The Honda Civic Type R Is Really Just An Engineer’s Plaything

The Honda Civic Type R has been smashing records and utterly dominating the front-wheel-drive category since it made its debut in 2017. It’s such a good performer that that’s mainly what any car enthusiast thinks about when you utter the words “Civic Type R.” And while it’s still a Civic Hatchback underneath all of that go-fast jazz, we have inadvertently overlooked that fact during the time we’ve spent with the car thus far. Which made us think: The Honda Civic Type R really is just an engineer’s plaything.

The Civic Type R doesn’t have torque steer

One of the more popular engineering marvels that Honda pulled off when creating the Civic Type R was virtually eliminating any torque steer. What is torque steer? Torque steer is when there is a lot of power sent through the front drive wheels that the steering wheel jerks, almost like it’s steering itself. Hence the name.

If you ever get the chance to drive a Mazdaspeed3, you will know what it is the first time you “send it” through all of the gears. However, with the Civic Type R, Honda somehow worked its magic and tuned out the annoying self-steering issue. In actuality, the Honda engineers incorporated the use of a limited-slip differential to even out the power between the wheels, then they used wider wheels and moved the steering axis closer to the centerline of the wheels.

Apparently, good suspension geometry leads to more even power distribution, which equals less torque steer. Having driven the car for long periods of time over the past week, we can surely attest to this spectacular wizardry.

2.0-liter turbo engine

Getting to the heart of the matter, the Honda Civic Type R gets its power from a turbocharged 2.0-liter engine that puts out 306 hp and 295 lb-ft of torque. Since we’re all used to the Hyundai Veloster N and Subaru WRX STi figures, that might sound like something to sneeze at. However, it’s not, as the Civic Type R has handily beaten those cars in multiple performance categories including 0 to 60 mph runs and quarter-mile tests, according to Motortrend’s testing.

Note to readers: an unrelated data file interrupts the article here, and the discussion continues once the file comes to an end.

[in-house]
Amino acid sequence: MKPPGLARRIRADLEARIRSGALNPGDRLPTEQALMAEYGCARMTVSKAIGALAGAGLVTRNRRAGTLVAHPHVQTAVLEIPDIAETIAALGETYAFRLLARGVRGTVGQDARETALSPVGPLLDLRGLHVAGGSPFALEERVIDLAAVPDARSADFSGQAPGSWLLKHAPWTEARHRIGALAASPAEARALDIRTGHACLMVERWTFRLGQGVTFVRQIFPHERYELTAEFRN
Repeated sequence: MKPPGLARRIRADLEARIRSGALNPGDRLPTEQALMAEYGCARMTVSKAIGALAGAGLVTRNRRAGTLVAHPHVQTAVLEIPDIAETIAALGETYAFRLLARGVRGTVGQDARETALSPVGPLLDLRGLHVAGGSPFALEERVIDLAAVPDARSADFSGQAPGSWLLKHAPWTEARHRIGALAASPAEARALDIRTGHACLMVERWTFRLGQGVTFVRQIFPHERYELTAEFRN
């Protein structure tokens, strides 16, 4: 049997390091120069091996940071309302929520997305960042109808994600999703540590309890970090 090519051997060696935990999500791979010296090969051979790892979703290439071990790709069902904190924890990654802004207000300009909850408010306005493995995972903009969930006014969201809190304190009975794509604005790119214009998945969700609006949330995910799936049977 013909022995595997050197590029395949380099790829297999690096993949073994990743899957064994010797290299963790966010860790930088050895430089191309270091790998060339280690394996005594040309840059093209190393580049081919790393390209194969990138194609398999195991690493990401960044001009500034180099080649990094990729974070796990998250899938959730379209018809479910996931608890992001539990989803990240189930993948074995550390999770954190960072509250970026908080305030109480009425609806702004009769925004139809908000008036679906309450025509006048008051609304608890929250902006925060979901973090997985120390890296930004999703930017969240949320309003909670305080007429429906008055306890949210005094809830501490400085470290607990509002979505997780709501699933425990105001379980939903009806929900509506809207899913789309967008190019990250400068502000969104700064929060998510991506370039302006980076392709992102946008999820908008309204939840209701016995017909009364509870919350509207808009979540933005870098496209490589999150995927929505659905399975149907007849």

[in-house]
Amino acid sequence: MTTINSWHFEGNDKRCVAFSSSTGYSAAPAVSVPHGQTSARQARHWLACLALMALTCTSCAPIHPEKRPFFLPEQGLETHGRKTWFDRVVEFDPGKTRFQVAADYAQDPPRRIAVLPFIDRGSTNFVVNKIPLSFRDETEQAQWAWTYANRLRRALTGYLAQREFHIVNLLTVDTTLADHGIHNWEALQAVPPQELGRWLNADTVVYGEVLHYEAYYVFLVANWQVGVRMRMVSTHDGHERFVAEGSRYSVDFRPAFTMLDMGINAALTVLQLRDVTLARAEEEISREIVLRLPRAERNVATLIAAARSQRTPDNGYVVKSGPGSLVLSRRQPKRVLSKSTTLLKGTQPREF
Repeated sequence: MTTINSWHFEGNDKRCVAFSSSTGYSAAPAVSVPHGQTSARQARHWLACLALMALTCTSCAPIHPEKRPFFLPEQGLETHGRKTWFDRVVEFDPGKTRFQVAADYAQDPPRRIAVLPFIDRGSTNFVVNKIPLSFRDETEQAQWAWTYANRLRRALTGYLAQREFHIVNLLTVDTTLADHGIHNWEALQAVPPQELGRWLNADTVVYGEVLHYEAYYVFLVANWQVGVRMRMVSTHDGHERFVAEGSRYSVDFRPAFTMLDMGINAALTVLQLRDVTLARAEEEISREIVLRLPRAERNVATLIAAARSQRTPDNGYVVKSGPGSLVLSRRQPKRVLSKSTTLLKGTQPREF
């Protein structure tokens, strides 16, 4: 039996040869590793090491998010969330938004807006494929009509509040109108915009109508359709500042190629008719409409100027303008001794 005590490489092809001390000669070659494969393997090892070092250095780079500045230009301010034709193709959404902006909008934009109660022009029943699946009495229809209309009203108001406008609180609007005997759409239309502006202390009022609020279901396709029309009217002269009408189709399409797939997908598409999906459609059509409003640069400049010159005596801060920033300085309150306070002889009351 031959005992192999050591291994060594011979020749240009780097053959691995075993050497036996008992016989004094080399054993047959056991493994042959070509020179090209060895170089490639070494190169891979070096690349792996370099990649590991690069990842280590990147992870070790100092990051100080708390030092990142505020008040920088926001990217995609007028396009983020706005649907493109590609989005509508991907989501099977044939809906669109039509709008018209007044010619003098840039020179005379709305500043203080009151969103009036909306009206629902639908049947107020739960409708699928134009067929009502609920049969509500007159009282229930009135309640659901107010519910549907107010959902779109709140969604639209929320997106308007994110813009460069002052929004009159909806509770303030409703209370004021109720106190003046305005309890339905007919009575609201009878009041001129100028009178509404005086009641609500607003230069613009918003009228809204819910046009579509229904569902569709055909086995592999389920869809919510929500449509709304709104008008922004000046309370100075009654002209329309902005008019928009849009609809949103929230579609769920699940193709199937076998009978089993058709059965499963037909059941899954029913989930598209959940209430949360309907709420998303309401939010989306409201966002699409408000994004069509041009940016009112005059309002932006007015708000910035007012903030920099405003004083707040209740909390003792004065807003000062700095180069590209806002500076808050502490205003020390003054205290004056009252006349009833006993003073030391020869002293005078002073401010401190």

What makes the powerplant so special is that it utilizes a lot of the same F1 technology, such as oil cooling galleries to cool the forged pistons and hollowed camshafts that reduce weight. According to Engineering Explained, even the spark plugs are smaller for extra combustion efficiency and lighter weight. It definitely seems like the engineers at Honda had a heyday when designing the engine.

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Adaptive Damping System

For the 2020 model year, Honda updated the Civic Type R’s suspension in order to make it a terror on the track while remaining comfortable enough for the daily drive. As such, the engineers stiffened up some of the bushings in the front and rear suspension components and refined the car’s Adaptive Damping System to react to road imperfections and changes 10 times faster than before.

While we can’t attest to the difference between the updated model and an older one, we can at least tell you that the updated suspension does exactly as its described. Which means that in “comfort mode,” the car soaked up a lot of bumps and dips with the cushiness of a regular Civic, but in the “sport” and “+R” modes, we noticed that the ride was much more firm and the car gripped the road much better.

2021 Honda Civic Type R
2021 Honda Civic Type R | Honda

RELATED: It’s a Great Time to Buy a Used Honda Civic Type R

It’s still a Civic

Now that we detailed some of the most important engineering aspects of the 2020 Honda Civic Type R, we can see that it was indeed a great exercise in engineering. But despite all of that, we like the fact that it’s still a Civic that can haul you and your friends around in relative comfort on the way to go do a Costco run. Just don’t be surprised if you get hit up for a stoplight race along the way. But if you do, at least you know that the Civic Type R is well-equipped to handle almost any type of spirited driving.